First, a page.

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Bandit Country: The IRA and South Armagh Paperback – 6 Jul 2000


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Product details

  • Paperback: 576 pages
  • Publisher: Hodder Paperbacks; New Ed edition (6 July 2000)
  • Language: English
  • ISBN-10: 0340717378
  • ISBN-13: 978-0340717370
  • Product Dimensions: 6.4 x 3.7 x 8.4 cm
  • Average Customer Review: 4.9 out of 5 stars  See all reviews (41 customer reviews)
  • Amazon Bestsellers Rank: 92,228 in Books (See Top 100 in Books)

More About the Author

Toby Harnden is the author of Dead Men Risen: The Welsh Guards and the Reality of Britain's War in Afghanistan (Quercus, 2011) and 'Bandit Country': The IRA and South Armagh (Hodder, 1999).

He has been the US Editor of The Daily Telegraph of London since 2006, overseeing all aspects of the Telegraph Media Group's American coverage. He is a weekly columnist on American politics for The Sunday Telegraph and has reported from all 50 US states.

As The Sunday Telegraph's Chief Foreign Correspondent from 2005 to 2006, he reported from all over the world. In 2005, he was imprisoned in Zimbabwe for 14 days after being arrested and charged with "practicing journalism without accreditation".

From 2003, he was Middle East Correspondent of The Daily Telegraph, based in Jerusalem. He spent much of 2004 and 2005 covering the war in Iraq and and was embedded with the US Army's Task Force 2-2 during the Battle of Fallujah in November 2004.

He was in Washington on September 11th 2001. He joined The Daily Telegraph in 1994 as a home news reporter before being posted to Belfast as the newspaper's Ireland Correspondent in 1996. He subsequently covered the Good Friday Agreement and the Omagh bombing of 1998.

Born in 1966, he hails originally from Manchester and took his degree at Corpus Christi College, Oxford, being awarded a First in Modern History in 1988. He served as an officer in the Royal Navy from 1985 to 1994 and now lives with his wife Cheryl and their young children Tessa and Miles in McLean, Virginia.

Product Description

Book Description

The huge bestseller now updated with new material

From the Author

A terrifying and intimate portrait of the IRA's heartland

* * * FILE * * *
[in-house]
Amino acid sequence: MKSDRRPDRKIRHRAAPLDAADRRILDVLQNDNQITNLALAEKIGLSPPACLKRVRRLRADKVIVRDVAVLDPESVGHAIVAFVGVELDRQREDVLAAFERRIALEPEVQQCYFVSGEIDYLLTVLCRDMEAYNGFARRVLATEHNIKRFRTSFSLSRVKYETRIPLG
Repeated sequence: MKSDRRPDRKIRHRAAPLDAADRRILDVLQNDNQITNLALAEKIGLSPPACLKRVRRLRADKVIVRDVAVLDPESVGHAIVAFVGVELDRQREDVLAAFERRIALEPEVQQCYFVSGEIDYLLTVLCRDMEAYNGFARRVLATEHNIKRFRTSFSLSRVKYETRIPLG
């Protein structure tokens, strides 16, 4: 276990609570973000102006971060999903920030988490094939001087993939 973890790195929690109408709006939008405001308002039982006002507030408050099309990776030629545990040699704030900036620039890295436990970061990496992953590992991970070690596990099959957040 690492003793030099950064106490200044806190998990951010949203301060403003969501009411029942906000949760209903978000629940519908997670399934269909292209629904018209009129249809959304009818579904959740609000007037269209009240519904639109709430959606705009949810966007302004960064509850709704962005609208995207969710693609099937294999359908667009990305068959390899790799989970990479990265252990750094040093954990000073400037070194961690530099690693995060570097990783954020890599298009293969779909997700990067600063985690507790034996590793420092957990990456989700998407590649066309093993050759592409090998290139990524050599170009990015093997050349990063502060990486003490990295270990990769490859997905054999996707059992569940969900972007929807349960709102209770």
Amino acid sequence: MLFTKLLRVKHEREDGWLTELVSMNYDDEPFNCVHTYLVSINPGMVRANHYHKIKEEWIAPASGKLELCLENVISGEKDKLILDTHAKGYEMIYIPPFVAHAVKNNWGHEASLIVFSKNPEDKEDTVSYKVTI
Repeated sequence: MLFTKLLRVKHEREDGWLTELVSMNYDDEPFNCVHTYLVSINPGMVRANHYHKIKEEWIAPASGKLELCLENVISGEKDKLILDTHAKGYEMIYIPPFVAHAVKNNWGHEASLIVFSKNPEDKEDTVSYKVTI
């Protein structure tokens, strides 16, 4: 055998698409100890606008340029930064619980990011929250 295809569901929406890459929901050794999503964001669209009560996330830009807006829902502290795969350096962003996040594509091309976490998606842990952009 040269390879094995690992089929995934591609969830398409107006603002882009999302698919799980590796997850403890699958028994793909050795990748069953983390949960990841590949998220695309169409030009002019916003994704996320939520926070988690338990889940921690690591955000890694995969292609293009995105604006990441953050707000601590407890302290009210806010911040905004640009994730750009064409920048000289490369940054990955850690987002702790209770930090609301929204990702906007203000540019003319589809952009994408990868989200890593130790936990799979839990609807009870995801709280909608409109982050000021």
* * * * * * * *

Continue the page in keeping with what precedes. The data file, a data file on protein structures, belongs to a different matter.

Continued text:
I have attempted to strip away the myth and propaganda of both sides to produce what I hope will be recognised as one of the most compelling and important books of the Troubles. During four years as a journalist working in Northern Ireland, I carried out interviews with members of the IRA, RUC, Irish police and British Army (including SAS), building up an intimate picture of the IRA in South Armagh from the protagonists themselves. I also had access to secret Army and RUC documents which contained previously-undisclosed details of undercover operations. The book links the IRA's success during the Troubles to the history of lawlessness and rebellion in the area - which is referred to by republican's as "God's Country". The reader will find out the identities of the IRA men who bombed England in the 1990s (the Docklands, Baltic Exchange, Bishopsgate and Manchester bombs were all mixed in barns in South Armagh before being transported across the Irish Sea on ferries of by freight). My aim was to provide answers to a series of questions: Why is South Armagh such a place apart? What sort of people have joined the IRA and how do they live their lives? What has driven these men to the point where the end will justify any means? What has it been like for the outsider to be pitted against such men? Why has the South Armagh Brigade been consistently more effective than the IRA in any other area? What has been the human cost of this fight for Irish freedom? Very few books about the Troubles focus on an area and bring the conflict down to the level of families, farmhouses and fields. I have not spared the reader the horrors of what has happened and there are pictures of bodies and the aftermath of incidents that some people might find distressing.The full story of the death of Captain Robert Nairac, an undercover Army officer, is told. There is also an account of how the SAS captured the IRA's elite sniper unit in April 1997. There are chapters on arms buying in America, the interrogations of informers, sniper attacks, bombs in England, Thomas 'Slab' Murphy. Among the important new stories contained in the book is the tale of how an Irish police officer working for the IRA betrayed the most senior RUC officer to be killed during the Troubles. But there are also details of how loyalist paramilitaries were assisted by RUC members - I want this book to be read by both 'sides' in the conflict rather than seen as a polemical work pushing a particular political agenda. I believe that on of its overall strengths is the amount of new detail contained throughout - the book is not just a collection of what is already in the public domain. It is also written in an accessible way, aimed not just at the Northern Ireland aficionado but also at the general reader who wants to find out what the IRA is about. What more can I say? If you buy this book (which is 400 pages plus and 16 pages of pictures for just £9.99 - £7.99 from Amazon)then I can say with my hand on my heart that you will not be disappointed. I welcome communication by email from any readers or potential readers. I now work in Washington DC. --This text refers to an out of print or unavailable edition of this title.